Is it an Allergy, Cold or Sinus Infection?

By Emily Gurnon, Contributing Writer
1/9/2013 2:50:17 PM

If you have allergies, you probably expect to sneeze when the pollen levels jump. (Or if you are allergic to cats, when you visit a friend who has cats.) In addition to sneezing, allergies often cause your eyes to itch. Your nose gets runny and stuffed up. Depending on what you're allergic to, allergies can last weeks.

If you're sneezing, coughing and have a sore throat, you're likely to decide it's a cold. Colds also come with a runny and stuffed-up nose. They usually last three to 14 days.

Other symptoms may point to sinusitis, which means your sinuses are inflamed.

What is a sinus infection?

Nasal passages are spaces within the bones around the nose. A sinus infection is when the nasal passages get red and swollen. Usually this is caused by a virus and comes after a cold. A sinus infection can also be caused by allergies or pollution. Less commonly, it is caused by bacteria.

Symptoms of sinus infection

One of the most common symptoms of a sinus infection is pain. You may have a terrible headache. Or pain in your upper jaw or teeth. Or tenderness on the sides of your nose or between your eyes.

Most people with a sinus infection hurt in several different places.

Another common symptom is thick mucus from the nose that is yellowish, greenish, white or blood-tinged. It can drain down the back of the throat and be difficult to clear.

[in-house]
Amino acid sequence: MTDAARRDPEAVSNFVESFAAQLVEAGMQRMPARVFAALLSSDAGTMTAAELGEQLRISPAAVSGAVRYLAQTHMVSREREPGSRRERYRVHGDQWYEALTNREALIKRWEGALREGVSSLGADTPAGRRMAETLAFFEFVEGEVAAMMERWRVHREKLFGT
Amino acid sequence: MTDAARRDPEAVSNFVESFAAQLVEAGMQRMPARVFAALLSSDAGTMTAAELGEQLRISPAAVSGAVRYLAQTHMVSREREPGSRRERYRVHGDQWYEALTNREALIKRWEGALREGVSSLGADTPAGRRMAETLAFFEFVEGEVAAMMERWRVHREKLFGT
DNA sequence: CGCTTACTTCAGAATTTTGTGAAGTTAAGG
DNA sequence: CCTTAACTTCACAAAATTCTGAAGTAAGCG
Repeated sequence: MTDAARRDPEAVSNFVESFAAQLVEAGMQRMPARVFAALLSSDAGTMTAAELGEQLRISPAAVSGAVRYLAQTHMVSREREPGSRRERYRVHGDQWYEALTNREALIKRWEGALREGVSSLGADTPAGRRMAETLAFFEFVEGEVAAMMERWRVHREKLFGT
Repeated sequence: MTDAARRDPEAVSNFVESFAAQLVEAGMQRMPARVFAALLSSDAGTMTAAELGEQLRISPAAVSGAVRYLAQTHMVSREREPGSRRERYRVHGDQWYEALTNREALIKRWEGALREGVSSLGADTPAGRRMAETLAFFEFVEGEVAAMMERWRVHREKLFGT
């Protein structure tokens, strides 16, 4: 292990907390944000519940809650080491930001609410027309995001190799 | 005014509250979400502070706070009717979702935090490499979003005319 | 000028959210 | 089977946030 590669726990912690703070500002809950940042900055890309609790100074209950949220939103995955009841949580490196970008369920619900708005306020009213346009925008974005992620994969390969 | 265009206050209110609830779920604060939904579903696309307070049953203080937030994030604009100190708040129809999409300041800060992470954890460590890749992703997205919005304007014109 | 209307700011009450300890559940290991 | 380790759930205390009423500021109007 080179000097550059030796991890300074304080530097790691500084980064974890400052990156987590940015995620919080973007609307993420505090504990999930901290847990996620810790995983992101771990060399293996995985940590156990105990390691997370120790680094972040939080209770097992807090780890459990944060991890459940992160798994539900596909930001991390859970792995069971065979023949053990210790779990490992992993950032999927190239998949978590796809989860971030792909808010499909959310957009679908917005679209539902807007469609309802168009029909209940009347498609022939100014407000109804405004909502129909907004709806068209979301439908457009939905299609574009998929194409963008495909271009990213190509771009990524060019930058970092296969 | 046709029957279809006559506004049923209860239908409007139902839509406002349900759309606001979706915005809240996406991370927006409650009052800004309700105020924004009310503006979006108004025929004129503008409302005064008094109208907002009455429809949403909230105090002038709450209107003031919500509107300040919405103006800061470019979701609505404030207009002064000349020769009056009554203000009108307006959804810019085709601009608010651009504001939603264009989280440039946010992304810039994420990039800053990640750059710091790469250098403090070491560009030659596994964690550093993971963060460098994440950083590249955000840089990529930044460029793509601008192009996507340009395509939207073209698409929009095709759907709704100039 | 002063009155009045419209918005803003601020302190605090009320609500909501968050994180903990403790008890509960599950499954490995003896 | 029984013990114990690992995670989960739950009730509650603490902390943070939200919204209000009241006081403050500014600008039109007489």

Sinus infections may also cause fever, fatigue and bad breath.

Sinus infections that last up to four weeks are called acute. When they last more than four weeks and come back more than four times a year, they are called chronic sinus infections.

If you think you are getting lengthy, severe or frequent sinus infections, be sure to discuss your concerns with your doctor. Chronic sinus infections can be caused by nasal polyps or tumors, allergies or respiratory tract infections, among other things. People with asthma and allergies, immune deficiency disorders or cystic fibrosis may be at higher risk of chronic sinus infections. People who have prolonged symptoms or bacterial sinusitis may need antibiotics.

For more information on treatment and and signs, click here

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